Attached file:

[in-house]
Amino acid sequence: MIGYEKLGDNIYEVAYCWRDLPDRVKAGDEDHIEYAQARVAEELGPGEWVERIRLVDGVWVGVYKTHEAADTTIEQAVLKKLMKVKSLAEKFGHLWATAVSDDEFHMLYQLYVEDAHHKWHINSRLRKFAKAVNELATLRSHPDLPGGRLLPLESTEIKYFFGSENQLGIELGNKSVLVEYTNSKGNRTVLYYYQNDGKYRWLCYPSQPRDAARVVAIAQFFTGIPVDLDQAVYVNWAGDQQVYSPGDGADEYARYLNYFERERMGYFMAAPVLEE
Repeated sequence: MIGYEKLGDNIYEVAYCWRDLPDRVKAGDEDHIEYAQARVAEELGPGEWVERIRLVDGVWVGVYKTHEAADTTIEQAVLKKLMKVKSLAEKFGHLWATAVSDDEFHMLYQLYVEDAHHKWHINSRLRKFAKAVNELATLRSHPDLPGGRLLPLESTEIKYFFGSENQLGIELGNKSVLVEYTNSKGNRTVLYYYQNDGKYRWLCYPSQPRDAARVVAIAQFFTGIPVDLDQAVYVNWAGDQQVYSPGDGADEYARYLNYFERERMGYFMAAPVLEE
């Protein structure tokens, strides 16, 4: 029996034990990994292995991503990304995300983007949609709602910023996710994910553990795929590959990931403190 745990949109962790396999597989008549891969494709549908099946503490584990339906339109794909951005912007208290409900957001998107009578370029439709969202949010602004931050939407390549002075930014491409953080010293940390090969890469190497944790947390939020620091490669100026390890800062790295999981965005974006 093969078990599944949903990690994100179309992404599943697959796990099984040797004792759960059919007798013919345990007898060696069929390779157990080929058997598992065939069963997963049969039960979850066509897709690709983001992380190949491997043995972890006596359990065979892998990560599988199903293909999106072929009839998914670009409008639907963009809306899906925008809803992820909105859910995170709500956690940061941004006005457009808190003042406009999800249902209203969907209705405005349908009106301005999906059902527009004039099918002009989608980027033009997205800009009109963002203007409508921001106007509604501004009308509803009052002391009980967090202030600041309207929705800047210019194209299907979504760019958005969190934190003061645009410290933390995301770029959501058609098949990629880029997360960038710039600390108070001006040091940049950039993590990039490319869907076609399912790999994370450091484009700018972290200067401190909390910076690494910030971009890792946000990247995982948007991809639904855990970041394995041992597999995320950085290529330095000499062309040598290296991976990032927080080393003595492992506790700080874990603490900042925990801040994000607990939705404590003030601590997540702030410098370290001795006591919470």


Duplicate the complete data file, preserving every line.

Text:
[in-house]
Amino acid sequence: MIGYEKLGDNIYEVAYCWRDLPDRVKAGDEDHIEYAQARVAEELGPGEWVERIRLVDGVWVGVYKTHEAADTTIEQAVLKKLMKVKSLAEKFGHLWATAVSDDEFHMLYQLYVEDAHHKWHINSRLRKFAKAVNELATLRSHPDLPGGRLLPLESTEIKYFFGSENQLGIELGNKSVLVEYTNSKGNRTVLYYYQNDGKYRWLCYPSQPRDAARVVAIAQFFTGIPVDLDQAVYVNWAGDQQVYSPGDGADEYARYLNYFERERMGYFMAAPVLEE
Repeated sequence: MIGYEKLGDNIYEVAYCWRDLPDRVKAGDEDHIEYAQARVAEELGPGEWVERIRLVDGVWVGVYKTHEAADTTIEQAVLKKLMKVKSLAEKFGHLWATAVSDDEFHMLYQLYVEDAHHKWHINSRLRKFAKAVNELATLRSHPDLPGGRLLPLESTEIKYFFGSENQLGIELGNKSVLVEYTNSKGNRTVLYYYQNDGKYRWLCYPSQPRDAARVVAIAQFFTGIPVDLDQAVYVNWAGDQQVYSPGDGADEYARYLNYFERERMGYFMAAPVLEE
């Protein structure tokens, strides 16, 4: 029996034990990994292995991503990304995300983007949609709602910023996710994910553990795929590959990931403190 745990949109962790396999597989008549891969494709549908099946503490584990339906339109794909951005912007208290409900957001998107009578370029439709969202949010602004931050939407390549002075930014491409953080010293940390090969890469190497944790947390939020620091490669100026390890800062790295999981965005974006 093969078990599944949903990690994100179309992404599943697959796990099984040797004792759960059919007798013919345990007898060696069929390779157990080929058997598992065939069963997963049969039960979850066509897709690709983001992380190949491997043995972890006596359990065979892998990560599988199903293909999106072929009839998914670009409008639907963009809306899906925008809803992820909105859910995170709500956690940061941004006005457009808190003042406009999800249902209203969907209705405005349908009106301005999906059902527009004039099918002009989608980027033009997205800009009109963002203007409508921001106007509604501004009308509803009052002391009980967090202030600041309207929705800047210019194209299907979504760019958005969190934190003061645009410290933390995301770029959501058609098949990629880029997360960038710039600390108070001006040091940049950039993590990039490319869907076609399912790999994370450091484009700018972290200067401190909390910076690494910030971009890792946000990247995982948007991809639904855990970041394995041992597999995320950085290529330095000499062309040598290296991976990032927080080393003595492992506790700080874990603490900042925990801040994000607990939705404590003030601590997540702030410098370290001795006591919470």